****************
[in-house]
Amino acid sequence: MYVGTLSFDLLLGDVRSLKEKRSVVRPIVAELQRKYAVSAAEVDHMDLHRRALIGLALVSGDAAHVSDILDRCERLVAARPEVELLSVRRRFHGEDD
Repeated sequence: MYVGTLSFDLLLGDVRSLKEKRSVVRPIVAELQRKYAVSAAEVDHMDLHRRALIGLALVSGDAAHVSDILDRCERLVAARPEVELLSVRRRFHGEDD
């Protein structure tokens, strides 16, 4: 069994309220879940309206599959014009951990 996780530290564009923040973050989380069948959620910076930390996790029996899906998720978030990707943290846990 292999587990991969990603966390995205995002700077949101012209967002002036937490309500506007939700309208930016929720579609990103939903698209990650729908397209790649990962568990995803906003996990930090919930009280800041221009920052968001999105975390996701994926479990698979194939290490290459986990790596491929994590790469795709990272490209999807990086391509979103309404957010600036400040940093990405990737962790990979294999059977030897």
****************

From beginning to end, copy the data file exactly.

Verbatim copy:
[in-house]
Amino acid sequence: MYVGTLSFDLLLGDVRSLKEKRSVVRPIVAELQRKYAVSAAEVDHMDLHRRALIGLALVSGDAAHVSDILDRCERLVAARPEVELLSVRRRFHGEDD
Repeated sequence: MYVGTLSFDLLLGDVRSLKEKRSVVRPIVAELQRKYAVSAAEVDHMDLHRRALIGLALVSGDAAHVSDILDRCERLVAARPEVELLSVRRRFHGEDD
């Protein structure tokens, strides 16, 4: 069994309220879940309206599959014009951990 996780530290564009923040973050989380069948959620910076930390996790029996899906998720978030990707943290846990 292999587990991969990603966390995205995002700077949101012209967002002036937490309500506007939700309208930016929720579609990103939903698209990650729908397209790649990962568990995803906003996990930090919930009280800041221009920052968001999105975390996701994926479990698979194939290490290459986990790596491929994590790469795709990272490209999807990086391509979103309404957010600036400040940093990405990737962790990979294999059977030897």